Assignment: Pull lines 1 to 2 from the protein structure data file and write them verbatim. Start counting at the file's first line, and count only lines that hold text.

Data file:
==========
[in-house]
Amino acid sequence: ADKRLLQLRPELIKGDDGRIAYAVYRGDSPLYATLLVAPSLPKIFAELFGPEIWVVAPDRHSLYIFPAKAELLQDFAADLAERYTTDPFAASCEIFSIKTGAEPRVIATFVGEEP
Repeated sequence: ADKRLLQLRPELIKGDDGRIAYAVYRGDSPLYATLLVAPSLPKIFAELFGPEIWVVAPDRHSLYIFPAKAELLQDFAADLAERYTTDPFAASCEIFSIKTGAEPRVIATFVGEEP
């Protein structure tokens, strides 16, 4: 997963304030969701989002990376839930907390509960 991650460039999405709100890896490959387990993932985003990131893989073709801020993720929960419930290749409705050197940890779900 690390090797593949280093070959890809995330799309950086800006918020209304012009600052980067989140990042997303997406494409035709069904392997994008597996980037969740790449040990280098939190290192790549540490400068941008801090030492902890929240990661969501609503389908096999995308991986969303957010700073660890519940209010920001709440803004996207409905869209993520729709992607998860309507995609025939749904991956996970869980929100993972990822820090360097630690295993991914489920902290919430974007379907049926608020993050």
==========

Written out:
[in-house]
Amino acid sequence: ADKRLLQLRPELIKGDDGRIAYAVYRGDSPLYATLLVAPSLPKIFAELFGPEIWVVAPDRHSLYIFPAKAELLQDFAADLAERYTTDPFAASCEIFSIKTGAEPRVIATFVGEEP